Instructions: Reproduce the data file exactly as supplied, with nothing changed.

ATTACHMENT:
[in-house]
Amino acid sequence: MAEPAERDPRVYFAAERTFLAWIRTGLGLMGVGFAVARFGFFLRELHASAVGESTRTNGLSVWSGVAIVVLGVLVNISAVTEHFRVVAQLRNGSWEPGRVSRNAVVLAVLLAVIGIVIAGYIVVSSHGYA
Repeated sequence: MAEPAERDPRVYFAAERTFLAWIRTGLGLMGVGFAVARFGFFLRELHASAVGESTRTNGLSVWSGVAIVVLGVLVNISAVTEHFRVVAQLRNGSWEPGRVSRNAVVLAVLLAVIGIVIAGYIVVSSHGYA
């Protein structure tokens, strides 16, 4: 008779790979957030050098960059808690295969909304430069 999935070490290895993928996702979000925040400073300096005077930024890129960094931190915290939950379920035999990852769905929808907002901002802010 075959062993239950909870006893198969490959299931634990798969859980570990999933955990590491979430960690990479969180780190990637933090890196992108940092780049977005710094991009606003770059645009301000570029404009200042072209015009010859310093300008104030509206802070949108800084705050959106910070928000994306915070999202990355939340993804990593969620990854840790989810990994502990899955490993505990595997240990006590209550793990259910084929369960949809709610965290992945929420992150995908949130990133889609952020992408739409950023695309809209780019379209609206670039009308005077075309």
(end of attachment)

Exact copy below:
[in-house]
Amino acid sequence: MAEPAERDPRVYFAAERTFLAWIRTGLGLMGVGFAVARFGFFLRELHASAVGESTRTNGLSVWSGVAIVVLGVLVNISAVTEHFRVVAQLRNGSWEPGRVSRNAVVLAVLLAVIGIVIAGYIVVSSHGYA
Repeated sequence: MAEPAERDPRVYFAAERTFLAWIRTGLGLMGVGFAVARFGFFLRELHASAVGESTRTNGLSVWSGVAIVVLGVLVNISAVTEHFRVVAQLRNGSWEPGRVSRNAVVLAVLLAVIGIVIAGYIVVSSHGYA
């Protein structure tokens, strides 16, 4: 008779790979957030050098960059808690295969909304430069 999935070490290895993928996702979000925040400073300096005077930024890129960094931190915290939950379920035999990852769905929808907002901002802010 075959062993239950909870006893198969490959299931634990798969859980570990999933955990590491979430960690990479969180780190990637933090890196992108940092780049977005710094991009606003770059645009301000570029404009200042072209015009010859310093300008104030509206802070949108800084705050959106910070928000994306915070999202990355939340993804990593969620990854840790989810990994502990899955490993505990595997240990006590209550793990259910084929369960949809709610965290992945929420992150995908949130990133889609952020992408739409950023695309809209780019379209609206670039009308005077075309």